My day started at 4 a.m. on Sept. 11, 2001. My roommate had saved for a couple of years for a three-week vacation to see her family in Hungary and needed to be at SFO by 6:15 a.m. I was her ride to the airport.
As we were heading to SFO my cell phone rang, and it was my dad (in Mississippi) saying something bad was going on and I needed to turn on the TV. As we were on the phone the second plane struck the World Trade Center, and my dad kept saying, "Oh my God no" over and over. He told me not to go to the airport as Linda wouldn't be flying out today. I don't think we grasped what was happening. Even though my dad was saying how awful things were, it just wasn't clicking with either of us.
As I drove onto the off-ramp at SFO, there were police at the bottom of the ramp. We both thought it must have been a wrap up of construction (as it turned out the airport was closing). I parked the car and went in with her, and that's when I knew something was terribly wrong.
People were huddled around TVs in the restaurants, others with their hands over their mouths, some crying quietly. I was standing there as they showed reports of a reported third flight headed to San Francisco. I was a mix of emotions as people were talking about how the SFO airport could be a target -- or worse, someone in the airport could be anxious to board a plane and do something similar on our coast.
I just knew I had to get out of the airport; I no longer felt safe. I was over 2,000 miles from my family living in a new state with a new job and I wasn't safe, but I wasn't sure where "safe" would be for me.
After convincing Linda she wasn't going to be able to rebook today I took her to our friend Lisa's home. Lisa's family lived in New York -- Manhattan actually -- and we felt she needed someone with her until she heard from family as well. The three of us sat for a couple of hours talking about our fears and what we should do. All three of us were transplants living far from "home" and family.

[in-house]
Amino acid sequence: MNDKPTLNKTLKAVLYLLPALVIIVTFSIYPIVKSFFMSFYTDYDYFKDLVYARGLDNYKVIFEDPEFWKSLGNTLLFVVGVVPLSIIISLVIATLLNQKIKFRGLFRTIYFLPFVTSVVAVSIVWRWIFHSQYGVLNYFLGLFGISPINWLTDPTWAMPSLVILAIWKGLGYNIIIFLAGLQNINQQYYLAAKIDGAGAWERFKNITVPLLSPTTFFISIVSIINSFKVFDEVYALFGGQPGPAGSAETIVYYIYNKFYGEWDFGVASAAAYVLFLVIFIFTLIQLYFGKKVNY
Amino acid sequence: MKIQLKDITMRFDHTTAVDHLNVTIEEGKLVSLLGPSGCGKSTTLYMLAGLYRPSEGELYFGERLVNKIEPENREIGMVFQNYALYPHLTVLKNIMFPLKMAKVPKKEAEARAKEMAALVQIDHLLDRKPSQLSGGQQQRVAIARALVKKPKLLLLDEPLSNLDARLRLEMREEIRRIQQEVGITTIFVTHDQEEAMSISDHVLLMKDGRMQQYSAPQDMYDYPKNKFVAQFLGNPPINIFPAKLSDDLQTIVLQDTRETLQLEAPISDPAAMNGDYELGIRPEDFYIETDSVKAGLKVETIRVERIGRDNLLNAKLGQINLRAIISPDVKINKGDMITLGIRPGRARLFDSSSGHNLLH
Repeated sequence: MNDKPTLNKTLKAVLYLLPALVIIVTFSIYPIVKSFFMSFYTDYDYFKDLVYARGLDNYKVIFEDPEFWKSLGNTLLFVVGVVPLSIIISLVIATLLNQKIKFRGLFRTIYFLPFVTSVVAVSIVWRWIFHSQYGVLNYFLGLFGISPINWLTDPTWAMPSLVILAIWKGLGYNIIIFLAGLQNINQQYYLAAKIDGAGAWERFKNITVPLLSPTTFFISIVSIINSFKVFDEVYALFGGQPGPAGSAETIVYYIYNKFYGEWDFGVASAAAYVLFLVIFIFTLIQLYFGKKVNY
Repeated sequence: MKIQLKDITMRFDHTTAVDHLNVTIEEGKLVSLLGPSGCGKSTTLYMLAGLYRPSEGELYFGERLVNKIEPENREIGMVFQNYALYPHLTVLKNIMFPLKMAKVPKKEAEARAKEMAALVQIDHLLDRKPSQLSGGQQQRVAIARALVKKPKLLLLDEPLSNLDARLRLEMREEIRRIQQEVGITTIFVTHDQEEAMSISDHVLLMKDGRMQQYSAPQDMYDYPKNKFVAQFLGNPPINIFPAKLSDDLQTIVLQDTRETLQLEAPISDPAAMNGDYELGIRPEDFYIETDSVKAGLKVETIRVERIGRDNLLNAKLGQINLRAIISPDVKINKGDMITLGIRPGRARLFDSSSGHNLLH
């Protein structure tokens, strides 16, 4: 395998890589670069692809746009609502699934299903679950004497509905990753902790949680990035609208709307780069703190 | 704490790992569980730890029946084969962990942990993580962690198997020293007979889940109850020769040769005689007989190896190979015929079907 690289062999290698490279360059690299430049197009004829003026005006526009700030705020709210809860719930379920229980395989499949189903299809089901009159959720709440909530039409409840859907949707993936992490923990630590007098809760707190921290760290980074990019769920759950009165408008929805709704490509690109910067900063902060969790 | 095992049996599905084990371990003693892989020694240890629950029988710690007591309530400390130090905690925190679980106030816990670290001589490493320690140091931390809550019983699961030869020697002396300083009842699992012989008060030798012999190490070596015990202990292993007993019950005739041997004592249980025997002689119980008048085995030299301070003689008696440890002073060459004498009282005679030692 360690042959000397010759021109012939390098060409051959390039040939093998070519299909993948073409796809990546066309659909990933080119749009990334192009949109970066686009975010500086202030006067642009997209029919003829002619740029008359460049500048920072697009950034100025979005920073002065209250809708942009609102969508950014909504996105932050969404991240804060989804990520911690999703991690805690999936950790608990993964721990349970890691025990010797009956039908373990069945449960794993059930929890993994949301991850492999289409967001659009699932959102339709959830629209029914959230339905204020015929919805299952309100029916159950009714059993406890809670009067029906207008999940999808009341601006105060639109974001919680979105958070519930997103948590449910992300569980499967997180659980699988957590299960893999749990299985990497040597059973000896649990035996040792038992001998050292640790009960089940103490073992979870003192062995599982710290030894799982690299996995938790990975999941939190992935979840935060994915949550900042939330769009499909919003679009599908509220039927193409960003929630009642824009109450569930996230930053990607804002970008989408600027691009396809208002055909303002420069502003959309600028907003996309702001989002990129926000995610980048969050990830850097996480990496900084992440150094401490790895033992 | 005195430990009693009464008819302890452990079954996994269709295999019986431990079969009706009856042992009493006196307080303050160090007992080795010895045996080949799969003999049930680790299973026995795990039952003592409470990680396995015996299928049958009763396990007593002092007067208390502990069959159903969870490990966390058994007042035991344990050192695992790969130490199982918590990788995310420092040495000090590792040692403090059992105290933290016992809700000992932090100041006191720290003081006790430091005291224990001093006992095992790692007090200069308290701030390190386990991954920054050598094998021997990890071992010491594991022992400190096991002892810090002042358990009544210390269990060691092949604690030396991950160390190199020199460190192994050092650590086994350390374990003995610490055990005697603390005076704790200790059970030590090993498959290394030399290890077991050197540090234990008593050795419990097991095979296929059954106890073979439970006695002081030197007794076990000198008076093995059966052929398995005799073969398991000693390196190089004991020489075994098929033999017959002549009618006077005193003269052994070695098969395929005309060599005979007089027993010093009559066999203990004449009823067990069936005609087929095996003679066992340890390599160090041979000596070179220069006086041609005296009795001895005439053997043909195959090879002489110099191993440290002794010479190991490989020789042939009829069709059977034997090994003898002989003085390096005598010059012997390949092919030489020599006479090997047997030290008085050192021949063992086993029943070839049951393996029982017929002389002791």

I left about 9 a.m. and headed for work at Stanford Credit Union's Pampas branch. The staff gathered periodically to check in and see how people were doing, and if someone felt they needed to go home, that was offered. The entire work day we saw about five members. All we could do is sit and think about what was happening on the East Coast.
We each checked in with our family periodically, but the day was the longest one I have ever endured. My teeth kept chattering uncontrollably, and I had no idea how to feel better myself, much less comfort my team or our members. I wondered if I shouldn't load my car and head back to Mississippi; maybe I wasn't destined to be a big-city kind of person.
I stopped on the way home to pick up my roommate. Lisa had heard from everyone but her sister who worked just a couple of building down from the towers. We gathered for dinner -- we didn't eat, we just sat and waited for a phone to ring. Finally, the call came that her sister was physically fine but was in the area when the towers fell and was understandably a mess emotionally.
During the following weeks, I obsessed like many other people about learning all I could about those who had died senselessly. I mourned for them, their families and my sense of being safe in my country.
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